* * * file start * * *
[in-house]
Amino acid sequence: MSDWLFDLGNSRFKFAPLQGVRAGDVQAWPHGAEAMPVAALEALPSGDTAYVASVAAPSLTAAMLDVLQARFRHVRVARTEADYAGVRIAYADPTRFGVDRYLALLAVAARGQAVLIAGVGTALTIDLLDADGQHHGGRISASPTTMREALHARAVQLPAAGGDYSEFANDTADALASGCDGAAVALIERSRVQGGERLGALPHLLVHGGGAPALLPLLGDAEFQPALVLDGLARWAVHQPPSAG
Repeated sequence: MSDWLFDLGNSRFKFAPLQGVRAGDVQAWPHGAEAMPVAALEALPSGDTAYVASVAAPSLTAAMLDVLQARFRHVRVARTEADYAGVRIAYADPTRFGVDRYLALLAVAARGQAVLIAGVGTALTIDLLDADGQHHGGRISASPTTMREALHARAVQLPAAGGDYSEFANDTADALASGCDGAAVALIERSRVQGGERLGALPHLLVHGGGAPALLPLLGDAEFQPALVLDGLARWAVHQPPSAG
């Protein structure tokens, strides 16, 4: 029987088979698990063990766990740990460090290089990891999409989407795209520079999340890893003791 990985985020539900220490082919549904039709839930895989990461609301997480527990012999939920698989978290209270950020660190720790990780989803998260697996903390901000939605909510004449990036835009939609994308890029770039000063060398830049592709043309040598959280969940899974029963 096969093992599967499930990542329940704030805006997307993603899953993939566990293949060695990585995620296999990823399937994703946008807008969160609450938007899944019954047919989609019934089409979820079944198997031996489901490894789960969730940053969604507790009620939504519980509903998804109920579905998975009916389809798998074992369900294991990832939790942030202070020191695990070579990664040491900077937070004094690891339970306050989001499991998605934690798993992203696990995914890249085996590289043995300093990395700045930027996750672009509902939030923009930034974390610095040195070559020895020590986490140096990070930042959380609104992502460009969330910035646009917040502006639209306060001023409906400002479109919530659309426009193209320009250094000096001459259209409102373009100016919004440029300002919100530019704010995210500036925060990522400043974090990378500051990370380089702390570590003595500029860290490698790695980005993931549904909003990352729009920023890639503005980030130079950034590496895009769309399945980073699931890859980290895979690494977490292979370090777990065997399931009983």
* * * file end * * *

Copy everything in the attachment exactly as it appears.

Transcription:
[in-house]
Amino acid sequence: MSDWLFDLGNSRFKFAPLQGVRAGDVQAWPHGAEAMPVAALEALPSGDTAYVASVAAPSLTAAMLDVLQARFRHVRVARTEADYAGVRIAYADPTRFGVDRYLALLAVAARGQAVLIAGVGTALTIDLLDADGQHHGGRISASPTTMREALHARAVQLPAAGGDYSEFANDTADALASGCDGAAVALIERSRVQGGERLGALPHLLVHGGGAPALLPLLGDAEFQPALVLDGLARWAVHQPPSAG
Repeated sequence: MSDWLFDLGNSRFKFAPLQGVRAGDVQAWPHGAEAMPVAALEALPSGDTAYVASVAAPSLTAAMLDVLQARFRHVRVARTEADYAGVRIAYADPTRFGVDRYLALLAVAARGQAVLIAGVGTALTIDLLDADGQHHGGRISASPTTMREALHARAVQLPAAGGDYSEFANDTADALASGCDGAAVALIERSRVQGGERLGALPHLLVHGGGAPALLPLLGDAEFQPALVLDGLARWAVHQPPSAG
């Protein structure tokens, strides 16, 4: 029987088979698990063990766990740990460090290089990891999409989407795209520079999340890893003791 990985985020539900220490082919549904039709839930895989990461609301997480527990012999939920698989978290209270950020660190720790990780989803998260697996903390901000939605909510004449990036835009939609994308890029770039000063060398830049592709043309040598959280969940899974029963 096969093992599967499930990542329940704030805006997307993603899953993939566990293949060695990585995620296999990823399937994703946008807008969160609450938007899944019954047919989609019934089409979820079944198997031996489901490894789960969730940053969604507790009620939504519980509903998804109920579905998975009916389809798998074992369900294991990832939790942030202070020191695990070579990664040491900077937070004094690891339970306050989001499991998605934690798993992203696990995914890249085996590289043995300093990395700045930027996750672009509902939030923009930034974390610095040195070559020895020590986490140096990070930042959380609104992502460009969330910035646009917040502006639209306060001023409906400002479109919530659309426009193209320009250094000096001459259209409102373009100016919004440029300002919100530019704010995210500036925060990522400043974090990378500051990370380089702390570590003595500029860290490698790695980005993931549904909003990352729009920023890639503005980030130079950034590496895009769309399945980073699931890859980290895979690494977490292979370090777990065997399931009983």